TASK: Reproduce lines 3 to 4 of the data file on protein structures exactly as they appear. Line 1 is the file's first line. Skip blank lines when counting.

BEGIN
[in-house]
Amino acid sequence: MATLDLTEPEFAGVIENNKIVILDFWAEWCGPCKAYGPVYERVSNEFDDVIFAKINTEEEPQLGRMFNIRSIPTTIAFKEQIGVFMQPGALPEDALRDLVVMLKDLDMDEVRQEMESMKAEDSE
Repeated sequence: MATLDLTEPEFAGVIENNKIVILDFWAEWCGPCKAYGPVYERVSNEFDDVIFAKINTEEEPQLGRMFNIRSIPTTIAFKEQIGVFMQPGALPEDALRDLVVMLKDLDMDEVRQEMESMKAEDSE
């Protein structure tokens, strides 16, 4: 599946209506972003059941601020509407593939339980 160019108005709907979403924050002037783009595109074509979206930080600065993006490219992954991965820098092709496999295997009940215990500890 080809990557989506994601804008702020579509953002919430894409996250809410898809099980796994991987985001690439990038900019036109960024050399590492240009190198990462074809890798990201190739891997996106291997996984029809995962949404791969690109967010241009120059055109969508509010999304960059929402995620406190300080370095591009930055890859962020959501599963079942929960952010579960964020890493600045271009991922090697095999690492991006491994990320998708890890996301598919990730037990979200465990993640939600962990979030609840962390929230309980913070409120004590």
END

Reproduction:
Repeated sequence: MATLDLTEPEFAGVIENNKIVILDFWAEWCGPCKAYGPVYERVSNEFDDVIFAKINTEEEPQLGRMFNIRSIPTTIAFKEQIGVFMQPGALPEDALRDLVVMLKDLDMDEVRQEMESMKAEDSE
């Protein structure tokens, strides 16, 4: 599946209506972003059941601020509407593939339980 160019108005709907979403924050002037783009595109074509979206930080600065993006490219992954991965820098092709496999295997009940215990500890 080809990557989506994601804008702020579509953002919430894409996250809410898809099980796994991987985001690439990038900019036109960024050399590492240009190198990462074809890798990201190739891997996106291997996984029809995962949404791969690109967010241009120059055109969508509010999304960059929402995620406190300080370095591009930055890859962020959501599963079942929960952010579960964020890493600045271009991922090697095999690492991006491994990320998708890890996301598919990730037990979200465990993640939600962990979030609840962390929230309980913070409120004590």